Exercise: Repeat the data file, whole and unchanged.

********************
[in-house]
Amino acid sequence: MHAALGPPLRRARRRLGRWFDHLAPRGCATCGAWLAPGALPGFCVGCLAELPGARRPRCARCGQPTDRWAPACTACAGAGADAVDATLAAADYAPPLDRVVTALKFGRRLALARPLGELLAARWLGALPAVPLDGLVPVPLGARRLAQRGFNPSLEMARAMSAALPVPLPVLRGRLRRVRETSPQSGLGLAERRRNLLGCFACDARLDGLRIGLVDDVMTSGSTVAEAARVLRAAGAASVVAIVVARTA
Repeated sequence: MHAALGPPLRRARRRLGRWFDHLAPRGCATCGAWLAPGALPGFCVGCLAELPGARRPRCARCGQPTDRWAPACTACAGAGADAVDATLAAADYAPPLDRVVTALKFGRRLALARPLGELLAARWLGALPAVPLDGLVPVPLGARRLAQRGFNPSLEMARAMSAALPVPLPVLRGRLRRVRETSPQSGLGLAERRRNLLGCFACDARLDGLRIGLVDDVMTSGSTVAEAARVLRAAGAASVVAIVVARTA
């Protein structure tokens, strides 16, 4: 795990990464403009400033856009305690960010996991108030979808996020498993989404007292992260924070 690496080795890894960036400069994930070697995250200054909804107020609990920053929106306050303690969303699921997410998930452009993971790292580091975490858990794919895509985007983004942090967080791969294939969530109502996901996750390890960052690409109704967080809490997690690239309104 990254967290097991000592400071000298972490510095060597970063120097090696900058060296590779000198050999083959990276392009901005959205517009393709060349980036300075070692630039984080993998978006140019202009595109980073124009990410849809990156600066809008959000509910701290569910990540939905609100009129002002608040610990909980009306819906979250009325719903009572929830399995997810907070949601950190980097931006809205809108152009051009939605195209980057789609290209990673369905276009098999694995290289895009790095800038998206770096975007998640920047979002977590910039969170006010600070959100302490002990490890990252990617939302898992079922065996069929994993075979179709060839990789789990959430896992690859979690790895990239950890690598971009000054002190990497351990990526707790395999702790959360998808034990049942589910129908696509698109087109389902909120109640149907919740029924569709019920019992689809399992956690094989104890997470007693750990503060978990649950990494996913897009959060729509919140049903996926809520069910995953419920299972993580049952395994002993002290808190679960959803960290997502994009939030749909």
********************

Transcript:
[in-house]
Amino acid sequence: MHAALGPPLRRARRRLGRWFDHLAPRGCATCGAWLAPGALPGFCVGCLAELPGARRPRCARCGQPTDRWAPACTACAGAGADAVDATLAAADYAPPLDRVVTALKFGRRLALARPLGELLAARWLGALPAVPLDGLVPVPLGARRLAQRGFNPSLEMARAMSAALPVPLPVLRGRLRRVRETSPQSGLGLAERRRNLLGCFACDARLDGLRIGLVDDVMTSGSTVAEAARVLRAAGAASVVAIVVARTA
Repeated sequence: MHAALGPPLRRARRRLGRWFDHLAPRGCATCGAWLAPGALPGFCVGCLAELPGARRPRCARCGQPTDRWAPACTACAGAGADAVDATLAAADYAPPLDRVVTALKFGRRLALARPLGELLAARWLGALPAVPLDGLVPVPLGARRLAQRGFNPSLEMARAMSAALPVPLPVLRGRLRRVRETSPQSGLGLAERRRNLLGCFACDARLDGLRIGLVDDVMTSGSTVAEAARVLRAAGAASVVAIVVARTA
């Protein structure tokens, strides 16, 4: 795990990464403009400033856009305690960010996991108030979808996020498993989404007292992260924070 690496080795890894960036400069994930070697995250200054909804107020609990920053929106306050303690969303699921997410998930452009993971790292580091975490858990794919895509985007983004942090967080791969294939969530109502996901996750390890960052690409109704967080809490997690690239309104 990254967290097991000592400071000298972490510095060597970063120097090696900058060296590779000198050999083959990276392009901005959205517009393709060349980036300075070692630039984080993998978006140019202009595109980073124009990410849809990156600066809008959000509910701290569910990540939905609100009129002002608040610990909980009306819906979250009325719903009572929830399995997810907070949601950190980097931006809205809108152009051009939605195209980057789609290209990673369905276009098999694995290289895009790095800038998206770096975007998640920047979002977590910039969170006010600070959100302490002990490890990252990617939302898992079922065996069929994993075979179709060839990789789990959430896992690859979690790895990239950890690598971009000054002190990497351990990526707790395999702790959360998808034990049942589910129908696509698109087109389902909120109640149907919740029924569709019920019992689809399992956690094989104890997470007693750990503060978990649950990494996913897009959060729509919140049903996926809520069910995953419920299972993580049952395994002993002290808190679960959803960290997502994009939030749909």